Most of us will never win the lottery …or inherit a windfall from a rich uncle …or pick the next million-to-one hot stock.
That’s all luck. Luck will not secure our retirement. Nor will it fund our children’s educations.
But smart, disciplined planning can help us do just that and much more.
Financial planning is not just about investing. It’s much broader. It’s about getting one’s entire financial house in order, much like partnering with a trusted physician to establish and maintain physical well-being.
It is never too early and never too late to take charge of one’s financial future. The new year is a great time to get started.
Disciplined personal financial planning helps to ensure:
- you and your family are adequately protected from undo risk
- you are taking advantage of available income tax deductions and credits
- you are aware of tax-advantaged ways to save for college and are saving at a rate that will meet your funding goals
- your investments are adequately diversified within an asset allocation consistent with your risk tolerance, time horizon, and financial goals
- you are saving at a rate that will meet your retirement income goals and timetable
- your estate plan is consistent with your charitable and legacy interests, asset titling, and life-insurance/retirement-plan beneficiary designations
The financial planning process typically consists of six steps that you can use as a checklist as you enter 2013:
1. Develop goals and set priorities.
Goals are a must for any plan. Where do you want to be and by when? What do you want to accomplish?
2. Assess assets/resources.
Documenting a current-state financial snapshot establishes the starting point. This step is data-intensive.
3. Identify barriers to reaching goals.
Can all goals be met, and if not, why not? Are there competing goals, and if so, which are more important?
4. Incorporate strategies into an integrated plan.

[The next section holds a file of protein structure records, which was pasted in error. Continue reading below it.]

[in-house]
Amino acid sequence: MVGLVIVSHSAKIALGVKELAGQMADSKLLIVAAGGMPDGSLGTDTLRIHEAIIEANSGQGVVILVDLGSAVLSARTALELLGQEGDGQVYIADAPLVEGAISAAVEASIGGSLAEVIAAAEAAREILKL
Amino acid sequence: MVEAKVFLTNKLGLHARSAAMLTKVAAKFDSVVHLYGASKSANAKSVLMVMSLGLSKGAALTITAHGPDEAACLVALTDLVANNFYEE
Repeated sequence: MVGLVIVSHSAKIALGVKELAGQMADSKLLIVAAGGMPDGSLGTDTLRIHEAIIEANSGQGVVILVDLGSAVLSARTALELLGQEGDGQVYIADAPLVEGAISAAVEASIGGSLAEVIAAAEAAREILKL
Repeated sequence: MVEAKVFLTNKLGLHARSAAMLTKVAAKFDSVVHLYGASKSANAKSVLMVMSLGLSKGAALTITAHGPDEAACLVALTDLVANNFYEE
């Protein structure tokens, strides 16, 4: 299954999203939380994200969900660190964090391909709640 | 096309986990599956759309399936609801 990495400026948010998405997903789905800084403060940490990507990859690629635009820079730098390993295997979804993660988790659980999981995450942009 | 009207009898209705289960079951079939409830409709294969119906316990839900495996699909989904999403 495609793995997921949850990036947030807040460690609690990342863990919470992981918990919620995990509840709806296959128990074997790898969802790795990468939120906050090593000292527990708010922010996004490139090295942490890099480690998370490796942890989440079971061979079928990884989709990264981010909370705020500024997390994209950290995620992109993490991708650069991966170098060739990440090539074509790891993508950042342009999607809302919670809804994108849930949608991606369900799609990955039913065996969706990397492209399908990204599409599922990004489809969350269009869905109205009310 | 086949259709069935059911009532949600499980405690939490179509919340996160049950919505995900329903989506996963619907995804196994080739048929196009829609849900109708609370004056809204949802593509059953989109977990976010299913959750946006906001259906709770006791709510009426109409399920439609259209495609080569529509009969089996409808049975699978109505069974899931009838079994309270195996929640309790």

The key word here is “integrated”. Since goals and associated strategies are usually interdependent, the pieces of an effective plan are assembled in a way that optimizes outcomes.
5. Put the plan into action.
An action checklist – detailing what is to be done, by whom, and by when – is key.
6. Monitor progress, evaluate results, and adjust plan as necessary.
It is important to keep the plan flexible to respond to changes and, when necessary, reset the course.
This takes us back to Step 1, and the process repeats. When done well, financial planning becomes a dynamic, ongoing journey – not a one-time event. It provides a framework for making ongoing financial decisions consistent with long-term goals.
Most folks do not have the knowledge, training, time, or desire to guide themselves through the process. Partnering with a trusted financial planner to provide the expertise and discipline is advised. Contact us at 585-419-0670 and let our experienced financial planners help you develop a plan that will enhance your financial future.
This material is provided for general information purposes only and is not a recommendation or solicitation to buy or sell any particular security, product or service. Past performance is not indicative of future investment results. Any investment involves potential risk, including potential loss of capital. Before making any investment decision, please consult your legal, tax and financial advisors. Non-deposit investment products are not bank deposits and are not insured or guaranteed by Canandaigua National Bank & Trust, or any federal or state government or agency and are subject to investment risks, including possible loss of principal amount invested.